Not being firmly grounded in Judaism always bothered Carissa Steefel. So when her twins were born, she and her husband, Jeffrey, hoped to instill a love of Jewish spirituality in their children.
Not being firmly grounded in Judaism always bothered Carissa Steefel of Milton, Mass. So when her twins were born, she and her husband, Jeffrey, hoped to instill a love of Jewish spirituality in their children. Samantha and Dylan were born three months prematurely and each weighed only 2 pounds.
This June they will be 13, and more than a dozen family members will travel to witness the twins’ B’nai Mitzvah at The Western Wall in Old Jerusalem.
“The traditional thing to do in the U.S. is to have a bar mitzvah and a big party afterward. But my dream was always to have their B’nai Mitzvah in Israel,” said their mother.
The trip is meaningful to Samantha, a seventh-grader who still wants a party.
“I like any celebration and it’s a celebration of being a Jewish woman,” she said.
The historical ties of the Jewish coming-of-age tradition appeal to her brother.
“I think it would be more spiritual to have the ceremony in the land of your ancestors,’’ Dylan said. ‘‘I’m proud that I can complete a ritual that many other Jews have completed in my ancestry.”
The twins’ understanding of their culture and religion was nurtured through Jewish studies, learning Hebrew and stories from the Torah. They had tutors and for a while attended the Rashi School in Newton, Mass.
Cultural confidence is a gift, according to their mother: “I never had a very good Jewish education when I was growing up. Now they can walk into any synagogue in the world and feel comfortable.”
A spiritual mindfulness to help others is part of their training. To prepare for their B’nai Mitvah, the twins will perform acts of community service.
On April 11 Samantha will lead a nature walk through the Blue Hills as a fundraiser for Pink-Link, a breast cancer support network.
Simon the therapy dog is Dylan’s project. The family springer spaniel is getting certified as a therapy dog.
“I’m going to go to different hospitals after he’s certified and help comfort people,” he said.
The weekly Shabbat is family time and reinforces the link between past and present. According to their mother, the Friday meal becomes a form of worship recalling a time when the Temple of Jerusalem was destroyed, and Jews had no place to gather because of persecution. The dining table served as a safe haven for family prayer.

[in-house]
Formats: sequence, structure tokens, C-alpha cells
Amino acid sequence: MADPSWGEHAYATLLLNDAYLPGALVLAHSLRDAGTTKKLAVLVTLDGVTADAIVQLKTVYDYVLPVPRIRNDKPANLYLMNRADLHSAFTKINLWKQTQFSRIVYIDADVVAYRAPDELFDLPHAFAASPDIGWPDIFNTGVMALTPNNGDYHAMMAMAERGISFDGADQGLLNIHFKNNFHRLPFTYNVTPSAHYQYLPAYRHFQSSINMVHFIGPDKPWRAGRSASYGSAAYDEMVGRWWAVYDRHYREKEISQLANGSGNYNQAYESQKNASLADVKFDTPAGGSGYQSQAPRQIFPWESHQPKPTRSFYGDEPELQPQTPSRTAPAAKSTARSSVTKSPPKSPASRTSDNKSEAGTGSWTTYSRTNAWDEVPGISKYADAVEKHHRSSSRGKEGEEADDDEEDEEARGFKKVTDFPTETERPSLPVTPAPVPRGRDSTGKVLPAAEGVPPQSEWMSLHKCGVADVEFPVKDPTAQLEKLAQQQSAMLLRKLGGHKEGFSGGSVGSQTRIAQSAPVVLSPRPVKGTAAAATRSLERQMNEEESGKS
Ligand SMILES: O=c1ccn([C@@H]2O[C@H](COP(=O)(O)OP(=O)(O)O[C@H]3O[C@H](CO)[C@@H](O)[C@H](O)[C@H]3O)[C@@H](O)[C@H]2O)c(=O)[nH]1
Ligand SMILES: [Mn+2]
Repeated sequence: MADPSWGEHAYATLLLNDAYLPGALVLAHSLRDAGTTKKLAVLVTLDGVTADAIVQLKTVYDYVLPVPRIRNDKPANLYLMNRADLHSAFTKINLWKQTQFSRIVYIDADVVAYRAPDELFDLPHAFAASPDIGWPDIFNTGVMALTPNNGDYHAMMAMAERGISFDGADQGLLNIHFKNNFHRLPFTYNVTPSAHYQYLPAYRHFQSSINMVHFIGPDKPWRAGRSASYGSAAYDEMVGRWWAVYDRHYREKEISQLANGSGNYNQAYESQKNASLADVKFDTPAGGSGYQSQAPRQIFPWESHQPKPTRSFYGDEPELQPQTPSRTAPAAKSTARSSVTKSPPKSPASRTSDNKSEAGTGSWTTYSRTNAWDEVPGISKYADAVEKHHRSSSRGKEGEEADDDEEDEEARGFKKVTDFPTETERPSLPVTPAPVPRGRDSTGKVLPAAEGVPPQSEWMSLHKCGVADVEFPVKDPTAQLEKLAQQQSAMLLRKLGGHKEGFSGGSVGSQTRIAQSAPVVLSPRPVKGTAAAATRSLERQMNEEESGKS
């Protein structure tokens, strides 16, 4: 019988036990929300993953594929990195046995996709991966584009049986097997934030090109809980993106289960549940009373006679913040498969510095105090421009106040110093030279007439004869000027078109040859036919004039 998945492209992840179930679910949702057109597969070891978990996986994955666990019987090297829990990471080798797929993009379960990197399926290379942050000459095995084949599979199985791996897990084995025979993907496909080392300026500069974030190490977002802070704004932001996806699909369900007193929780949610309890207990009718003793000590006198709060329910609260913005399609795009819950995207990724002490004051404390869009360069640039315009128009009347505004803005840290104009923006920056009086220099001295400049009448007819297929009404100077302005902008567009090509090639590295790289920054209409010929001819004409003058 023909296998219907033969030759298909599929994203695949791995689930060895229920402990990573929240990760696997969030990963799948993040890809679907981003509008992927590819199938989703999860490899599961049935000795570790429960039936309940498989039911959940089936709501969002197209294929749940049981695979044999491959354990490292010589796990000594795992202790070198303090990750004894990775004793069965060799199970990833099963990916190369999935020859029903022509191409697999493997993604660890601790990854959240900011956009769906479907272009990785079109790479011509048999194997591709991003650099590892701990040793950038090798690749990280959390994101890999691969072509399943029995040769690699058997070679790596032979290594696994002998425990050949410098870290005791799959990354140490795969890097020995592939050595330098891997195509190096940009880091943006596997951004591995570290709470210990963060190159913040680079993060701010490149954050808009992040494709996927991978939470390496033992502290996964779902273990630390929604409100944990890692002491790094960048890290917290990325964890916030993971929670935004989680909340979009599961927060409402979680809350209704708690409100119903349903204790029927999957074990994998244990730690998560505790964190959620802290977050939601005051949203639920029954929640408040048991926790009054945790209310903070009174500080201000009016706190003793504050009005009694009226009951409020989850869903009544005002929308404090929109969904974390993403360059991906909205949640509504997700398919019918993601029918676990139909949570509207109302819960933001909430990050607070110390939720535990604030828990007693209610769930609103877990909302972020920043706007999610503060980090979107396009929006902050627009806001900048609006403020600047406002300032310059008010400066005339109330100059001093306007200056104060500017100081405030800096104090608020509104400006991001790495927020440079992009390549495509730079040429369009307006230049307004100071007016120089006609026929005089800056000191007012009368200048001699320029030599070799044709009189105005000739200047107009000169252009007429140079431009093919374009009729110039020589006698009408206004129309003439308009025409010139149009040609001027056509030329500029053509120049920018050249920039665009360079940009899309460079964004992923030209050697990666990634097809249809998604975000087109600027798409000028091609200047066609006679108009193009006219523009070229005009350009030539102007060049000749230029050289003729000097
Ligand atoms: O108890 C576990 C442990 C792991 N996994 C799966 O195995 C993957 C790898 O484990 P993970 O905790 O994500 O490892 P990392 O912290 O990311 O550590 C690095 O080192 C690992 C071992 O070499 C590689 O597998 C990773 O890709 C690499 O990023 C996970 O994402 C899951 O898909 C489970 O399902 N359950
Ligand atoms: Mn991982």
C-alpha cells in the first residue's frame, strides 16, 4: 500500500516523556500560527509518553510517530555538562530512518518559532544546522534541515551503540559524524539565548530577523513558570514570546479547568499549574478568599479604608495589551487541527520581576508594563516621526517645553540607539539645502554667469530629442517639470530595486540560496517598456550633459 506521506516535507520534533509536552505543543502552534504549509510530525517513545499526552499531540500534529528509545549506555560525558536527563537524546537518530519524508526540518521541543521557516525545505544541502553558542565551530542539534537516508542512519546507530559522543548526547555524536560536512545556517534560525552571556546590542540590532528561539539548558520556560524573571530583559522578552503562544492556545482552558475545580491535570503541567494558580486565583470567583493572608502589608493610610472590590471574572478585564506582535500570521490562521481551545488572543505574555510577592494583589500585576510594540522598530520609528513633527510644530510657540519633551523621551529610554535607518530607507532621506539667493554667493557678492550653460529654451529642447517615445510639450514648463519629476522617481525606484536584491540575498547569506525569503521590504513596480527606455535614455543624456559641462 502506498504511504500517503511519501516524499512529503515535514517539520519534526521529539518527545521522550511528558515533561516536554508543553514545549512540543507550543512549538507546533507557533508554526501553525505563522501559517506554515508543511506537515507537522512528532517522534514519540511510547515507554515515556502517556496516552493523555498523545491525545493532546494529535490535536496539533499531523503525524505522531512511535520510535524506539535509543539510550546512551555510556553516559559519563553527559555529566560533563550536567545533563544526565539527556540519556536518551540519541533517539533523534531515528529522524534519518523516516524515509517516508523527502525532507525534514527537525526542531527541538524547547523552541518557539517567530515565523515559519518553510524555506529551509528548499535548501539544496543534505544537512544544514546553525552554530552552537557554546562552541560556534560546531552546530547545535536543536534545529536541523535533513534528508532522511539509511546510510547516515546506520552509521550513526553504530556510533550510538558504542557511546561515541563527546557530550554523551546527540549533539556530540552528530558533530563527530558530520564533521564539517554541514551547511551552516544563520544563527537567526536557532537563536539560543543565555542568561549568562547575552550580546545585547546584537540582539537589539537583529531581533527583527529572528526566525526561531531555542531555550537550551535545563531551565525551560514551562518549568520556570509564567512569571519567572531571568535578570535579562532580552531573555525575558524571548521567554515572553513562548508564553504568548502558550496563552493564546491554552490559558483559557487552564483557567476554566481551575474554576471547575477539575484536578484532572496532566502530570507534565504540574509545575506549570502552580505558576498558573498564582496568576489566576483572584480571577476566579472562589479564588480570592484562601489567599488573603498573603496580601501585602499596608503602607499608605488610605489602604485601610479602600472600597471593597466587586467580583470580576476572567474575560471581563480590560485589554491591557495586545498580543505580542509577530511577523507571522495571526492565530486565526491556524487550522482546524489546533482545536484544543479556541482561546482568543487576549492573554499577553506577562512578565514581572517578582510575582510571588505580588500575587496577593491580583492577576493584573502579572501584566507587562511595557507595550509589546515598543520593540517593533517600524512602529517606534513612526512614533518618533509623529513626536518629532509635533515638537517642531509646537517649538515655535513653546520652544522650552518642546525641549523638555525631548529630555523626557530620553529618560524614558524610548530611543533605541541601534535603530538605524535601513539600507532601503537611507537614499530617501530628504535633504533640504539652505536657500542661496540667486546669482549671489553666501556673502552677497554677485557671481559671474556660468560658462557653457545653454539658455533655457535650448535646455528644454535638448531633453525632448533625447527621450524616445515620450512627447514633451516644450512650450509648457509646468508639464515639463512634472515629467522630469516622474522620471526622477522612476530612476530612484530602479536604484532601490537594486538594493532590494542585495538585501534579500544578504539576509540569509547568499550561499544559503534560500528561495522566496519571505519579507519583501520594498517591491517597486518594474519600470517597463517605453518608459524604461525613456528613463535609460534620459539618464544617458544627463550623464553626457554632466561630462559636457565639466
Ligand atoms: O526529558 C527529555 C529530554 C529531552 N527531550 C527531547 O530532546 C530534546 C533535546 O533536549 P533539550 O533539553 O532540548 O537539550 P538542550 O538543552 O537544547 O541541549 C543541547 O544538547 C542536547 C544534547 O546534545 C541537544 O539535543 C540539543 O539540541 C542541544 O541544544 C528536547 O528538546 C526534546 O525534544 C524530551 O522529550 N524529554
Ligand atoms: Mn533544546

The Jewish holidays are meaningful to the Steefel twins.
“Some of my friends think Passover is boring, but I say it’s not about just eating or just seeing your family, it’s the symbolism of the Exodus,” said 12-year old Samantha.
This year Passover occurs March 29, and over Seder, the Steefel family will celebrate the story of Exodus when God, through Moses, led the Jewish people out of Egyptian bondage. God sent 10 plagues to force Pharoah to release the Israelites, and the last one, the death of the Egyptians’ first-born, finally forced Pharoah’s hand.
To remain safe, the Jews were instructed by Moses to mark their doorways with lamb’s blood as a sign for God to pass over their homes during the final plague.
The foods of Seder symbolize the historic event. Haroset, a paste of apples and nuts, symbolizes the brick mortar and the relentless labor by Jewish slaves to build Egypt. Matzoh is the unleavened bread the Israelites brought during their sudden departure, which did not allow time for bread to rise. Eggs symbolize life.
“The parsley or celery you dip in saltwater, it’s for the tears and cries of the Jewish people of what they went through,” said Samantha.
Her mother added, “Also, we honor the blood of the firstborn Egyptians by spilling wine on our plate.”
Through ritual and education, the Steefels seek to instill in their children an appreciation of the spirituality of the Jewish experience. For them, it is an unbroken heritage, a history rich with meaning and hope.
Looking forward to the Seder, their mother said, “It’s the coolest thing that Jewish people all over the world are having this special dinner on this night. That if you look outside at the moon, that’s the same moon our ancestors looked at 5,000 years ago.” Soon in early summer, standing before the Western Wall in Old Jerusalem, Samantha and Dylan as newly minted adults will connect with the past and forge another link.
Suzette Martinez Standring is the award-winning author of “The Art of Column Writing” and is syndicated with GateHouse News. She teaches writing workshops nationally. E-mail her at firstname.lastname@example.org.